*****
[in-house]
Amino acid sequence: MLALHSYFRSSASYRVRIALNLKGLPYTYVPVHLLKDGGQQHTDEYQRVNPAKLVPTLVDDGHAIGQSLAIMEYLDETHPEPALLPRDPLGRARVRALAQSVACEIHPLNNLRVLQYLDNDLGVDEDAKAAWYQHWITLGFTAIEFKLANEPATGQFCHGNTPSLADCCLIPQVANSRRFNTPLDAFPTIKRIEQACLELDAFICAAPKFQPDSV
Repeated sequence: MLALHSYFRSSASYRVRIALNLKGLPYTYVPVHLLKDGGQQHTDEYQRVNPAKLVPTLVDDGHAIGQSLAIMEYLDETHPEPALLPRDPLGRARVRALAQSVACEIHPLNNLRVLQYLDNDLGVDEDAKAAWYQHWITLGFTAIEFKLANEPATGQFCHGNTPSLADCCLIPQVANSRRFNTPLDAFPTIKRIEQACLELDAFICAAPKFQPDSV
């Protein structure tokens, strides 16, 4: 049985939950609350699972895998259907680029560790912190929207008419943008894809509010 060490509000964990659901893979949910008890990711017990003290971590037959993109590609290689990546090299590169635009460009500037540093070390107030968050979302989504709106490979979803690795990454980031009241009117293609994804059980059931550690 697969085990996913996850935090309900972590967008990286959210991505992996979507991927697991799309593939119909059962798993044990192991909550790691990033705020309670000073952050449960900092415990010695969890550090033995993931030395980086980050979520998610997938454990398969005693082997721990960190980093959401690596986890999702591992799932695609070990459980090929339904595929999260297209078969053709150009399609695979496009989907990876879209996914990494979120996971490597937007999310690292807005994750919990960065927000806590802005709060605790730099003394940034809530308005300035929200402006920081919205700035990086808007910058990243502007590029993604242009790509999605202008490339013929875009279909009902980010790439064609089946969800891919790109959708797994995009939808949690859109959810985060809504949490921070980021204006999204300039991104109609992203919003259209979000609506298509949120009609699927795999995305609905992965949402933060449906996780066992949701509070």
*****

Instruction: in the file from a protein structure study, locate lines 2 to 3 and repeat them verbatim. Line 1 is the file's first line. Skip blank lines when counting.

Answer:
Amino acid sequence: MLALHSYFRSSASYRVRIALNLKGLPYTYVPVHLLKDGGQQHTDEYQRVNPAKLVPTLVDDGHAIGQSLAIMEYLDETHPEPALLPRDPLGRARVRALAQSVACEIHPLNNLRVLQYLDNDLGVDEDAKAAWYQHWITLGFTAIEFKLANEPATGQFCHGNTPSLADCCLIPQVANSRRFNTPLDAFPTIKRIEQACLELDAFICAAPKFQPDSV
Repeated sequence: MLALHSYFRSSASYRVRIALNLKGLPYTYVPVHLLKDGGQQHTDEYQRVNPAKLVPTLVDDGHAIGQSLAIMEYLDETHPEPALLPRDPLGRARVRALAQSVACEIHPLNNLRVLQYLDNDLGVDEDAKAAWYQHWITLGFTAIEFKLANEPATGQFCHGNTPSLADCCLIPQVANSRRFNTPLDAFPTIKRIEQACLELDAFICAAPKFQPDSV